• Thursday, September 29, 2022

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Beware of thirdhand smoke – just touching or being in contact with smoke-stained clothing can increase your cancer risk – Study warns

Volunteers showed up to 86 times higher levels of toxic compounds in their urine after wearing smokers’ clothes for three hours.

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By: Kimberly Rodrigues

According to American Nonsmokers’ Rights Foundation (ANRF) since the year 2002, studies have contributed to the growing body of evidence that lingering tobacco residue has significant health risks.

Secondhand smoking (when exhaled fumes from the end of a cigarette is breathed in by someone else who is not smoking) is known to be dangerous for decades now, but scientists are currently warning about thirdhand smoke – which has emerged as a new threat.

The term thirdhand smoke (THS) is used to describe the residual contamination from tobacco smoke that lingers in rooms long after smoking stops and which remains on our clothes even after we leave a place where smoking occurs.

A latest study by the US Government researchers at the Berkeley Lab in California has found that even just handling a cigarette smoker’s clothing can expose people to dangerous levels of cancer-causing chemicals.

Tobacco smoke is composed of numerous types of gasses and particulate matter – these include carcinogens and heavy metals, like arsenic, lead, and cyanide informs the ANRF.

The sticky particulates that are highly toxic, like nicotine, can cling to walls and ceilings. Additionally, the gases can be absorbed into dust in a room, the draperies, carpets and other fabrics or upholsteries.

The Daily Mail states that the Government-run Berkeley Lab in California team is reported to have first identified how smoking leaves microscopic toxic chemicals on surfaces in 2010.

But for the first time, they have shown the ‘potential health impacts of thirdhand smoke.’ The study is published in the journal called Environmental Science and Technology.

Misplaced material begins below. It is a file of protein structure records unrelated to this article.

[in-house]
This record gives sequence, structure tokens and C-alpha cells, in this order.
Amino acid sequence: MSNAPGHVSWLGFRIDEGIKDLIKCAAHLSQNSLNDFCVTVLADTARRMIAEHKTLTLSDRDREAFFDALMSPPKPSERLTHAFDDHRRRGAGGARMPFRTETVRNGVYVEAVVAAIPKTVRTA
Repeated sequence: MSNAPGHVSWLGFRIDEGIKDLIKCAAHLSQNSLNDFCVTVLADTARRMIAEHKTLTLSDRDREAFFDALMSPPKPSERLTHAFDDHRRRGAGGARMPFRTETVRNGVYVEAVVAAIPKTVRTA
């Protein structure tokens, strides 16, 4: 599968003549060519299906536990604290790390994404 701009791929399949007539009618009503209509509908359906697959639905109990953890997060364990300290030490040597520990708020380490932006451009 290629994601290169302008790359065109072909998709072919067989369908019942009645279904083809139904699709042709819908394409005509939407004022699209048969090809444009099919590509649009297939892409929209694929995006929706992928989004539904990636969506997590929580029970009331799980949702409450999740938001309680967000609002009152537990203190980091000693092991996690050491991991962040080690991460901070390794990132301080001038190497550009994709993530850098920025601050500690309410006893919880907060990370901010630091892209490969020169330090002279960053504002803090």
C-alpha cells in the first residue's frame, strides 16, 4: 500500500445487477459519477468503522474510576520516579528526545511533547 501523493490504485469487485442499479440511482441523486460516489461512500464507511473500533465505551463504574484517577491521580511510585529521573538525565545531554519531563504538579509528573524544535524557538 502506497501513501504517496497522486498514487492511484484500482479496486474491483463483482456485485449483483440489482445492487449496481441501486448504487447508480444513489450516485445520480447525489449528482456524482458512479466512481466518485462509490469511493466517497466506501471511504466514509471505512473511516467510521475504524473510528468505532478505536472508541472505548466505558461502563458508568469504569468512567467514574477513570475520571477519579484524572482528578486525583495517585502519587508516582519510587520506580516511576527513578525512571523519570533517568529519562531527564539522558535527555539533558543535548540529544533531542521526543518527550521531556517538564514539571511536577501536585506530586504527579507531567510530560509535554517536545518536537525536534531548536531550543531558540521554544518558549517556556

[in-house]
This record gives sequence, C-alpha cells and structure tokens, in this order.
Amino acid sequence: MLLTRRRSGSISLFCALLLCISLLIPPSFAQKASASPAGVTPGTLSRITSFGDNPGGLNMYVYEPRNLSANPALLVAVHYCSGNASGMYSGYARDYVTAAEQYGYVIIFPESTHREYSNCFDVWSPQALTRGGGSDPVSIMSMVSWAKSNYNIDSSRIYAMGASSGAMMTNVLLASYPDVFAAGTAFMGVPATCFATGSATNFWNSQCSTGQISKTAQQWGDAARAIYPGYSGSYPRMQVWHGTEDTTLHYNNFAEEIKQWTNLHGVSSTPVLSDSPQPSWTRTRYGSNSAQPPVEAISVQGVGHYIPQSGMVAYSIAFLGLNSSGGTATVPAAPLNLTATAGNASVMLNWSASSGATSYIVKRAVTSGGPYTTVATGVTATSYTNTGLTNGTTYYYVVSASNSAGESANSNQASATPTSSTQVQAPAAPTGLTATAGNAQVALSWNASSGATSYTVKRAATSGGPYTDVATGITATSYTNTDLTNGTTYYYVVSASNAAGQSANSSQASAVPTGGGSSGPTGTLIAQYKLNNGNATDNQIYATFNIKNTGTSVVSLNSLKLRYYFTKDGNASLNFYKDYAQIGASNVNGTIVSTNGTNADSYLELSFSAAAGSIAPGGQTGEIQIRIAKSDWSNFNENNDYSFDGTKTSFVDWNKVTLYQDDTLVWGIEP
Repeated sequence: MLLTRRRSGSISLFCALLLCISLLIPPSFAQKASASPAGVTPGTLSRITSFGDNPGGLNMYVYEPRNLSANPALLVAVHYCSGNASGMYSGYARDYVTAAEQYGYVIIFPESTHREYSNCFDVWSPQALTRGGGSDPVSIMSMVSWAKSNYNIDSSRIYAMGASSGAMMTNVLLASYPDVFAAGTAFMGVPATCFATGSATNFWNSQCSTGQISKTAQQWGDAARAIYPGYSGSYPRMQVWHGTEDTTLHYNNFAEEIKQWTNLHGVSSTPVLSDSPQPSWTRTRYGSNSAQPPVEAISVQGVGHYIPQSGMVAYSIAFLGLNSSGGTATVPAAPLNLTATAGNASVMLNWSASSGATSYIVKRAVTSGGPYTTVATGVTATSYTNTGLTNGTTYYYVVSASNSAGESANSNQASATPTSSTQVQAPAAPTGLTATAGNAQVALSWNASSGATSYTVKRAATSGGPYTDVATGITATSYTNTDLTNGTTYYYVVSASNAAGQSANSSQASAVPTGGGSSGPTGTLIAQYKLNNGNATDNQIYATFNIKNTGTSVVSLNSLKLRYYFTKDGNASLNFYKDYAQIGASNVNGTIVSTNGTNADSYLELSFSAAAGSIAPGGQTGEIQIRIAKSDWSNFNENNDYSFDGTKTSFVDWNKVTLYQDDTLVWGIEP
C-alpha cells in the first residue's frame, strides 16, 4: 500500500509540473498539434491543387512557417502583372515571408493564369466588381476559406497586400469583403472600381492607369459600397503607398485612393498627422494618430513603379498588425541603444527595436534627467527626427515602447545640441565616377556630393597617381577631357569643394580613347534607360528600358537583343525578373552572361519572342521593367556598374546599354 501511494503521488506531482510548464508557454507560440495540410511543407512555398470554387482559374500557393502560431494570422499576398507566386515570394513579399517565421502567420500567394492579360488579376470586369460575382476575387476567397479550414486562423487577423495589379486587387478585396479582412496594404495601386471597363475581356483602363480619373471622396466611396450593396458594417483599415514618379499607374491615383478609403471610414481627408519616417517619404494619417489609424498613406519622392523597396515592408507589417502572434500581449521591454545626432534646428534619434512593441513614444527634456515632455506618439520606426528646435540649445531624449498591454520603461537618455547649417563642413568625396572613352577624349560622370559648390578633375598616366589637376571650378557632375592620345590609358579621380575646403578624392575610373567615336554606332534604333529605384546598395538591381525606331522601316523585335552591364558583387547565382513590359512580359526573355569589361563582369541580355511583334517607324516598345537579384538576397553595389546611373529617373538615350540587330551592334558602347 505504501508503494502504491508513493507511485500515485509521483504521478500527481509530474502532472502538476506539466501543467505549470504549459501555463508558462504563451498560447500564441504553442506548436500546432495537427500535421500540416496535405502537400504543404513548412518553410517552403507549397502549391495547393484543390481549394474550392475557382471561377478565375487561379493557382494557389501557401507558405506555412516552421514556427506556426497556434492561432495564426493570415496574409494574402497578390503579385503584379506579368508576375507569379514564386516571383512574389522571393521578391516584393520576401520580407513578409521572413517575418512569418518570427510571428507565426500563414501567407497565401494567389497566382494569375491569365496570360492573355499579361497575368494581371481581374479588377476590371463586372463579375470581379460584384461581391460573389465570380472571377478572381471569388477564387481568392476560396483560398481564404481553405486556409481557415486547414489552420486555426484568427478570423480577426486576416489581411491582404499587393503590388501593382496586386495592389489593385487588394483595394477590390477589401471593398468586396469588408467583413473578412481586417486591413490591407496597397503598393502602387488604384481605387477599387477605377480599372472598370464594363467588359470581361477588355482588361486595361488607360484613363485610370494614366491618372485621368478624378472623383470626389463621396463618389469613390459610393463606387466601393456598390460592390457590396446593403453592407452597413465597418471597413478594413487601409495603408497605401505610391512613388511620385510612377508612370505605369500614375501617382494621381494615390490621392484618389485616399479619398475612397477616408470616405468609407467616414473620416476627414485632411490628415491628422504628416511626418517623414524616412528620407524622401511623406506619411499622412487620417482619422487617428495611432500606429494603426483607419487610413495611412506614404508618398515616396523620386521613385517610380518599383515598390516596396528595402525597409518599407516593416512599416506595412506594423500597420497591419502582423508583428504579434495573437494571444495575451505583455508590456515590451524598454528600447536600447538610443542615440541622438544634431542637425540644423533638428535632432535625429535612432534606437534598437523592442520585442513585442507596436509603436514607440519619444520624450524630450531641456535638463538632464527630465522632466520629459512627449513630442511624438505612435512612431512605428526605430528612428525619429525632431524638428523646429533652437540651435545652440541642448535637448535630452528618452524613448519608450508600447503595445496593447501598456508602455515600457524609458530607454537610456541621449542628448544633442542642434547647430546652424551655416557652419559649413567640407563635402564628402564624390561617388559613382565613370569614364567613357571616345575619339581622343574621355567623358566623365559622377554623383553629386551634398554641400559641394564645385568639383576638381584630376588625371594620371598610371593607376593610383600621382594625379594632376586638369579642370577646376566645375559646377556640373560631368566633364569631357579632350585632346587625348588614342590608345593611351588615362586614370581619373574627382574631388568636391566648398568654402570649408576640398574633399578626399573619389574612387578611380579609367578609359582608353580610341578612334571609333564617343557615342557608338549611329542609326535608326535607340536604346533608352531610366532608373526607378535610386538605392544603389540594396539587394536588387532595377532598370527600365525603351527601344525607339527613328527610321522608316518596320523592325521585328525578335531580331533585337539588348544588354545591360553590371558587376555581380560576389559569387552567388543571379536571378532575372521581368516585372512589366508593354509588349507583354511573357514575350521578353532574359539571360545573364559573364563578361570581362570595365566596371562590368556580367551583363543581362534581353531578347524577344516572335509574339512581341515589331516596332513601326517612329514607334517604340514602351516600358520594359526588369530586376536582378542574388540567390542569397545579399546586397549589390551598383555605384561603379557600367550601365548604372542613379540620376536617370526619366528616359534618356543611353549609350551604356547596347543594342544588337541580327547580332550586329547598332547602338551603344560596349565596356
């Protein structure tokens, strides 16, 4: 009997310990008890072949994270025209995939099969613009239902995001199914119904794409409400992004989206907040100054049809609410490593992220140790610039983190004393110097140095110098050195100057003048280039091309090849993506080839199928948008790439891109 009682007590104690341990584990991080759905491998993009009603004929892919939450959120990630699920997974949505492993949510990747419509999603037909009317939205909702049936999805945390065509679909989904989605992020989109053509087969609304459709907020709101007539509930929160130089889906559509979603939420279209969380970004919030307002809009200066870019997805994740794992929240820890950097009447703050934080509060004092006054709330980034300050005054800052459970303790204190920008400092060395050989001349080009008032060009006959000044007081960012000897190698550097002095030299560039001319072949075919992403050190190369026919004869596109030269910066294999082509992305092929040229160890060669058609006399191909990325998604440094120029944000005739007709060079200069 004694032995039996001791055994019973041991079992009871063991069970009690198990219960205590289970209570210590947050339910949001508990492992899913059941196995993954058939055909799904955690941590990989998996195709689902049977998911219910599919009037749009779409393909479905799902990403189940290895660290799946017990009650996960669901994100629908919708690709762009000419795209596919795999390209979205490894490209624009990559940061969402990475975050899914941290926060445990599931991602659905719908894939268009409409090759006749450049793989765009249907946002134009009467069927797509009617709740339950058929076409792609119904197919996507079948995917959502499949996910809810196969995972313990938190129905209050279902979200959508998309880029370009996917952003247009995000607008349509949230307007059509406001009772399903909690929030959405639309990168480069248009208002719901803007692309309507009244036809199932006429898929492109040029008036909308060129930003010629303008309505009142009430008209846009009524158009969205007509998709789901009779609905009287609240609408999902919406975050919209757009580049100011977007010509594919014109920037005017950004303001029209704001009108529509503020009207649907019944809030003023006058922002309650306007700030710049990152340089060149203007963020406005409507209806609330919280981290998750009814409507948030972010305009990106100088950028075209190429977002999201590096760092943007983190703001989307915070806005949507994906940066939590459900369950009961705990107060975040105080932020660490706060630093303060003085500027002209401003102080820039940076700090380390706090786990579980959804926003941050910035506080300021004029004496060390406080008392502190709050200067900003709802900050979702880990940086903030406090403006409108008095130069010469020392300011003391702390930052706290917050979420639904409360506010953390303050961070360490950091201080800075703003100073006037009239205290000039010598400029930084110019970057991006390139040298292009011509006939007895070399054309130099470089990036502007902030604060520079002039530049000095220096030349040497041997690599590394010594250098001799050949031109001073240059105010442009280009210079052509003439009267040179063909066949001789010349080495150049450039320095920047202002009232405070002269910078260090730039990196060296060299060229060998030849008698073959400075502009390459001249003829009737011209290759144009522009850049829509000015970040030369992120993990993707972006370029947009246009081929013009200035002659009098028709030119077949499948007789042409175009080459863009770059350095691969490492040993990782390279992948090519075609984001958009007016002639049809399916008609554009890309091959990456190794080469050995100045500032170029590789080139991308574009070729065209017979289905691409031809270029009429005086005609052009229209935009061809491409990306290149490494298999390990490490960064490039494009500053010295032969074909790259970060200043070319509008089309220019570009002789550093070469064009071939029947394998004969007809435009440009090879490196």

In an earlier report that featured in Scientific America, Jonathan Winickoff, a pediatrician at the Dana–Farber/Harvard Cancer Center in Boston and author of a study on the new phenomenon published in the journal Pediatrics is quoted as saying, “Third-hand smoke is tobacco smoke contamination that remains after the cigarette has been extinguished.”

In one study, researchers asked three volunteers (who did not smoke) to wear the clothes of a person who smokes heavily, for a stretch of three hours.

It was found that after the experiment, the volunteers showed up to 86 times higher levels of toxic compounds known as NNK and NNN (classified as human carcinogens or cancer-causing substances) in their urine.

Speaking about this phenomenon, lead author Dr Xiaochen Tang, a researcher at the Berkeley Lab, told the Daily Mail, “Nicotine is released in large amounts during smoking, and it coats all indoor surfaces, including human skin.”

In another study, researchers supposedly exposed these same carcinogens to human lung tissue – it was discovered that they can cause DNA damage which is one of the triggers of cancer, the Daily Mail states.

According to a US Surgeon General report in 2006, secondhand smoking is thought to increase the risk of lung cancer in those who don’t smoke by 20 to 30 per cent.

Speaking to Scientific America in a report that featured in 2009, Stanton Glantz, director of the Center for Tobacco Control Research and Education at the University of California, San Francisco is reported to have said, “The thirdhand smoke idea—concern over that—has been around for a long time. It’s only recently been given a name and studied.

The level of toxicity in cigarette smoke is just astronomical when compared to other environmental toxins [such as particles found in automobile exhaust].”

In another experiment, mice were exposed to doses of NNK and NNN (carcinogens found in tobacco) on their skin. Researchers found high levels of both the chemicals in their urine, suggesting that skin contact can lead to these compounds getting into the body.

Even after the mice were not exposed to the chemicals, the chemicals continued to accumulate in their bodies for another week, the Daily Mail states.

Researchers also reportedly measured the levels of NNK and NNN in the air of 37 smokers’ homes and 19 nonsmoker homes.

It was found that while the levels were reportedly negligible in non-smokers homes, the smokers’ homes had more than the “no-significant risk levels” that is set out by California’s Office of Environmental Health Hazard Assessment.

“These findings illustrate the potential health impacts of thirdhand smoke, which contains not only TSNAs but hundreds of other chemicals, some of which are also known carcinogens,” states author Professor Neal Benowitz, a medic at University of California, San Francisco.

Tobacco-specific nitrosamines (TSNAs) are dangerous carcinogens created by tobacco.

 

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